More time at the beach, or the barbecue, or the mall on a steamy Monday.
In an email poll of area head coaches, 26 of 28 responding reported they labored on Labor Day. One exception was Foundation Academy (1-0), which does not play this week.
Mondays are a key day to turn attention to the next opponent, install game plans and do some teaching before heavier midweek practices.
Robert Hillery's family was off for a holiday camping trip right after Lake Mary finished its 22-21 season-opening victory against Winter Park last Friday. But the sophomore offensive tackle was fine with reporting back for a 3 p.m. Monday practice.
"My family knows I'm 100 percent football," Hillery said in a short breather. "This is no sacrifice for me. We're trying to win championships."
Lake Mary coach Scott Perry demands 100 percent turnout. No-show a practice, even if sick or injured, and you won't dress for the next game. So 93 of 94 varsity and junior-varsity players were on time and on the field. The missing player was being treated for an injury.
Running back Robert Brown could not practice and is expected to sit out a second game because of a high ankle sprain when the Rams play at Winter Springs (1-0) on Friday. But he was at work, perched high up in a tower videotaping practice.
The one team I know of that opted not to practice is Oak Ridge (1-0).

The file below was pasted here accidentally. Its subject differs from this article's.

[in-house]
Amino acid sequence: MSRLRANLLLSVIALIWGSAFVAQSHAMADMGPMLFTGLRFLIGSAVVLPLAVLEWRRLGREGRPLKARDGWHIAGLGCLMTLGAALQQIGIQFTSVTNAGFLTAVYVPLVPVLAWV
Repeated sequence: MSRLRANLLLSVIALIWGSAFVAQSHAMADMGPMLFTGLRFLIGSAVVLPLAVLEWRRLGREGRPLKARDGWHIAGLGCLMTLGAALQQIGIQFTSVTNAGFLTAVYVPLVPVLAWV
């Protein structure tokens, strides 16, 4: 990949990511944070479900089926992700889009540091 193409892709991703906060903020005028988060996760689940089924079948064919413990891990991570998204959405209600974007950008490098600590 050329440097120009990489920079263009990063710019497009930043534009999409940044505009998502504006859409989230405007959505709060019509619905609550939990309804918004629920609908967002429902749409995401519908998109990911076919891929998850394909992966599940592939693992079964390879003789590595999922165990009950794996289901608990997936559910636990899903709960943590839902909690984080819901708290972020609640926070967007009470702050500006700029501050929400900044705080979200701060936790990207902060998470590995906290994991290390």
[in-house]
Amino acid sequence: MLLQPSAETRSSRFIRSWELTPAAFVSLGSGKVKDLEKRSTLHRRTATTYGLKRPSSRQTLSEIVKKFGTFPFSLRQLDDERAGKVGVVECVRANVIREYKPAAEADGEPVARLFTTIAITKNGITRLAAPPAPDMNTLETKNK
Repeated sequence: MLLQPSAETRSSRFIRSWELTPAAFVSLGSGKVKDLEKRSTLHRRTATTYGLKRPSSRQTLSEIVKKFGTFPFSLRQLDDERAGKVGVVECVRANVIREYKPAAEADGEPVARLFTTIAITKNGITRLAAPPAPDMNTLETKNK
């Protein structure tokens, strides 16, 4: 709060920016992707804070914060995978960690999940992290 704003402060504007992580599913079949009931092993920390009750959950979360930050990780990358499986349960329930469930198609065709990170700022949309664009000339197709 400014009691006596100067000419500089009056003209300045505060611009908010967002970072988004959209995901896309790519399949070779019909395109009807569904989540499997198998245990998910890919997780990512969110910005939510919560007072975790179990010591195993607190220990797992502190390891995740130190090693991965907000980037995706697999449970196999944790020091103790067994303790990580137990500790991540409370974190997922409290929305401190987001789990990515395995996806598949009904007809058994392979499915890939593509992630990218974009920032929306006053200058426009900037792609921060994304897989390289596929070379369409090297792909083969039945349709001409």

"We know the economic situation for a lot of our kids is that they have no way to get here when school is out," Pioneers coach Elijah Williams said. "I tried it my first year here, and I end up getting mad and kicking a kid off the team. To alleviate all that, we just don't practice on holidays. We'll get after it Tuesday, Wednesday and Thursday."
New West Oaks boys basketball coach Iren Rainey promises he is bringing a different culture to a program that has had public perception issues as an independent playing outside the Florida High School Athletic Association rulebook. But like predecessor Tony Atkins, Rainey is reeling in college prospects and states his mission is to groom them for the next level while pursuing national rankings attention.
That concept, decades old in some states, is still outside the comfort zone for many Floridians. Rainey, who wants to emulate the model prep basketball factory for which he played, Oak Hill Academy of Virginia, knows that will take some time.
On Tuesday night, he went to the airport to pick up 6-foot-8 Jordan Washington, a New York City native whose offer sheet, according to Rivals, includes Louisville, St. John's and Tennessee.
Washington, who led Pathways College Prep of Queens to back-to-back Public School Athletic League Class B city championships, joins a roster that includes Penn State commit Geno Thorpe, a point guard who averaged 21.5 points last season for Pittsburgh Shaler; and 6-5 wing Rudy Collins, another NYC native. Rainey said he also picked up two bigs and a wing through foundations that place African players at U.S. high schools.
Rainey said the players reside in a 6,000-square-foot house owned by a school, with a live-in housemother.
"The guys have chores, curfews and rules," Rainey said. "It's not just about basketball. We're going to help these kids be successful in all aspects."